While the movie about Gaye’s life is still in the making, where is one about Terrell’s? In her case, I don’t want a film focusing on her death. She lived a lot of life in her 24 years on Earth. Tammi Terrell died of brain cancer on March 16, 1970.
So, to all you film producers, screenwriters, directors, film distributors, publicists, et al.: Please make a major biopic about Tammi Terrell happen. And do this while Terrell’s sister, Ludie Montgomery, is around (perhaps she would agree to serve as a paid consultant for the film?). Also, to all you casting agents: Please consider for the role Taraji P. Henson, who not only resembles the iconic singer and uncannily possesses a similar sassiness but also is an amazing actor and an intelligent person.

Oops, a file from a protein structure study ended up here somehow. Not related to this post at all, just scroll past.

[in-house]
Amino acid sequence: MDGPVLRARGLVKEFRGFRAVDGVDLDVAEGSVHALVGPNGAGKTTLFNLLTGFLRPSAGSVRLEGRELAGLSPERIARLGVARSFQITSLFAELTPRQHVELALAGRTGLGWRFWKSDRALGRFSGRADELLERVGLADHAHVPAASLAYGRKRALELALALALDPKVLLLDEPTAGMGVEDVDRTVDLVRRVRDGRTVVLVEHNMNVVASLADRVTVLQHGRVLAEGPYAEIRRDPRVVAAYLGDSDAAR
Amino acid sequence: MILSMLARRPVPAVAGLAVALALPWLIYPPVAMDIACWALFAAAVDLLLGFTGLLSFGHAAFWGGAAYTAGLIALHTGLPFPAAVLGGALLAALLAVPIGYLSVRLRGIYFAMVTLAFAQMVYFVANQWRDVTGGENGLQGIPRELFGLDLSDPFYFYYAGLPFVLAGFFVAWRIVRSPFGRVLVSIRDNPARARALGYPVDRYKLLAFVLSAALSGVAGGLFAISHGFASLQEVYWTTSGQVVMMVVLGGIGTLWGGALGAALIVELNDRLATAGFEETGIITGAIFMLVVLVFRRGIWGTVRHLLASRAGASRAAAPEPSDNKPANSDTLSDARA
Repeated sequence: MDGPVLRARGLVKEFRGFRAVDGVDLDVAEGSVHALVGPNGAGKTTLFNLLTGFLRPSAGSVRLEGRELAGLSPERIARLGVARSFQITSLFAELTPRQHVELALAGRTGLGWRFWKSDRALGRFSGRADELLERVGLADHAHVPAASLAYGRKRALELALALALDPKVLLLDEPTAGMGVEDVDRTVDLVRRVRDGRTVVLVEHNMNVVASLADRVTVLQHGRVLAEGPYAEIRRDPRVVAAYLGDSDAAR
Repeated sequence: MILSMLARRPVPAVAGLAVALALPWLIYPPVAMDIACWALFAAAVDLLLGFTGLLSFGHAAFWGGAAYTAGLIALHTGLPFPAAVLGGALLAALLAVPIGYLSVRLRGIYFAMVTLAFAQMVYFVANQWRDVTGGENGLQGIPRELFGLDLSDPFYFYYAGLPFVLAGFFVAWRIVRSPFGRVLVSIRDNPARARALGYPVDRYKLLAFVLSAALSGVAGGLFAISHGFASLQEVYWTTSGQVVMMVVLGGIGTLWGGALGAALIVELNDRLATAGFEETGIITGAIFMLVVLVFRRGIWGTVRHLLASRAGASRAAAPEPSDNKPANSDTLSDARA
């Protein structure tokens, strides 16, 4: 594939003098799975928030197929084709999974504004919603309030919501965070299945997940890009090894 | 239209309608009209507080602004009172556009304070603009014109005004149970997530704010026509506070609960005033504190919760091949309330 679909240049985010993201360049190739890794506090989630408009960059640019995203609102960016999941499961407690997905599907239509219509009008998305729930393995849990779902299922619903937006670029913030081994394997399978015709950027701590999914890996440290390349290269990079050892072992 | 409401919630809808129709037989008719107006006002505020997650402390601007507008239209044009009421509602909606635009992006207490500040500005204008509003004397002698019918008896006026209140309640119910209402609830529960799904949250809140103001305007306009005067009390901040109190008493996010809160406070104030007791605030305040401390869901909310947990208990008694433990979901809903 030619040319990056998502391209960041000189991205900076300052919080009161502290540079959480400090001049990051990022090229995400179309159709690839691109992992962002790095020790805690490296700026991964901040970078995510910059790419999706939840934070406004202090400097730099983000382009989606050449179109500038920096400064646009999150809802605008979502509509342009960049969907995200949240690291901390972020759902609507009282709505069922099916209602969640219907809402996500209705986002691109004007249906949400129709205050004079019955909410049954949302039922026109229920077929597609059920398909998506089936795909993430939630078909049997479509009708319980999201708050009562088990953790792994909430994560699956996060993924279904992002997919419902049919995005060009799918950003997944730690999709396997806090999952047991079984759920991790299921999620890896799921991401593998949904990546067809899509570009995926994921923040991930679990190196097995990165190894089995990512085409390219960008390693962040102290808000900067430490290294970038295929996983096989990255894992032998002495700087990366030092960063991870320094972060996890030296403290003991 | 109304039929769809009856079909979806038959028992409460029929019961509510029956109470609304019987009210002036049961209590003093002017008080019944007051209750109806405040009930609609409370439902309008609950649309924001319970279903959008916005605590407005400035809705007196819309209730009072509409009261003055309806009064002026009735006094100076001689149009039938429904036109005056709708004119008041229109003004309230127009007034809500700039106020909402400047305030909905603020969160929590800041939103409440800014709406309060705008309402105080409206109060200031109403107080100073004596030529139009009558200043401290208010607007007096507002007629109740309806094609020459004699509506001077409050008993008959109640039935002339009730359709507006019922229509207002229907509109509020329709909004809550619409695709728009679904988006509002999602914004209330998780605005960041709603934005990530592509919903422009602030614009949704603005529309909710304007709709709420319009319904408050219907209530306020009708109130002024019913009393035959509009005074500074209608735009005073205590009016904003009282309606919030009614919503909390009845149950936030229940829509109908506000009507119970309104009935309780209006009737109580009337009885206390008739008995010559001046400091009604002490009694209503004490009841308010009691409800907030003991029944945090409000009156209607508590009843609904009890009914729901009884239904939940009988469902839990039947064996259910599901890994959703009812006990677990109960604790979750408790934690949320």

To the Montgomery family: Heaven definitely sent your daughter/sister/cousin Tommie Montgomery from above. Despite a debilitating, serious illness, she insisted on us hearing how pure love sounds when delivered with her flawless vocals … until the very end. No one will ever sound like Tammi Terrell, and she will be missed in perpetuity.
© 2010 Chantale Rêve